“Its worth noting that anyone can become a muslim, whereas if you are a shudra/dalit your exclusion is immutable. Which is worse to you, a rejection of your entire personhood or your beliefs?”
    Hindu society has shown itself amenable to reform in most amazing ways and profound ways at the cost of severe short term pain to itself. You have to define Hinduism by what Hindus do and belive now, and not what old books say. These arguments might have had validity before 1947, but now they do not.

    Also Indian Muslim society has its own problem of caste which unlike the Hindu problem is also tinged with racism. No upper caste Indian Muslim ever talks of pasmandas but would go whole hog over the evils of Hindu caste system at the drop of the hat. Has any Indian Muslim ever shown any inclination to promote the interests of lower caste Muslims at the cost of Ashraf Muslims feeling the pinch?

    1. Muslims should have unilaterally offered to shift their mosques from the holiest Hindu sites if they every truly wanted good relations with the Hindu community.

      Do u think it’s as simple as that ? Like In case of land acquisition it takes only a handful to legally resist.
      Before the RJB started a solution could’ve been had and after the mosque demolition as well it’s not as if there is referendum for muslims to decide whether the Mosque can be shifted out right.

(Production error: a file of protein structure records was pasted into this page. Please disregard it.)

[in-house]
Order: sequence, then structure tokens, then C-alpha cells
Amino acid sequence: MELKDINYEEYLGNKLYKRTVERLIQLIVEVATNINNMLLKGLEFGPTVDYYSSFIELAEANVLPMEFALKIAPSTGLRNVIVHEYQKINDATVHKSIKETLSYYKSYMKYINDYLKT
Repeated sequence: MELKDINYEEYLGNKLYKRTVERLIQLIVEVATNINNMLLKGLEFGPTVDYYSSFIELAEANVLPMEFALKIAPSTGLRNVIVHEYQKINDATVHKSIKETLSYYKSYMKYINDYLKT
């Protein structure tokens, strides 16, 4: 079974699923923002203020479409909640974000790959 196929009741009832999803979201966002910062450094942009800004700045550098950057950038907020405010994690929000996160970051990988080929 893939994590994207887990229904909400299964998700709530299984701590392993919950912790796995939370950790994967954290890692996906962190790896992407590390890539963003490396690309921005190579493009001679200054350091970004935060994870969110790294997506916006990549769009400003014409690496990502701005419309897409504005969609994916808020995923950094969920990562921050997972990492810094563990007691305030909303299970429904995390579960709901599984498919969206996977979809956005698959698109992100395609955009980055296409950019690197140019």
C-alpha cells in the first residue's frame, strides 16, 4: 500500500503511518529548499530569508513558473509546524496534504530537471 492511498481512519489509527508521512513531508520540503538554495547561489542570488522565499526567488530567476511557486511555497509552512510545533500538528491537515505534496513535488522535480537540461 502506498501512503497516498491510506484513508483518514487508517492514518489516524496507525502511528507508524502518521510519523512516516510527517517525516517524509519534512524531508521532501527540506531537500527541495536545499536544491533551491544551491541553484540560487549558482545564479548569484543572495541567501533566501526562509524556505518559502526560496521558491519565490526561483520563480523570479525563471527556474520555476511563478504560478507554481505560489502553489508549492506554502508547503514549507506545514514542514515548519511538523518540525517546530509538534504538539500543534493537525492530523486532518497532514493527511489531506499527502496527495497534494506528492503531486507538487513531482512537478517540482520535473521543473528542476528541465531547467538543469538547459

Once the wheels of the Advani’s chariot began leaving it’s trail of blood – even uninterested Muslims became polarized – it’s actually documented very extensively.

      And the way these conflicts r framed it’s bound to happen in that way – that’s not to say their isn’t Islamic supremacist angle to the part – unwillingness to compromise and unwillingness to let even an Inch of Muslim land go. Those streams r dominant – but them becomjng overarching or not is ALSO thought not exclusively a Function of Reactionary Hindutva.

      Finally this all comes down to whether one is willing to sacrifice innocent lives jeopardize the future for sake of Civilizational Revanchist goals intent on further humilating the Muslim community ( that may not be the aim for most but certainly will be viewed as such) OR Accept the lessons of history and move on with a circumspect eye. This moving on is not Gandhian Pacifism but especially after RJB verdict – taking a win and call it a Day.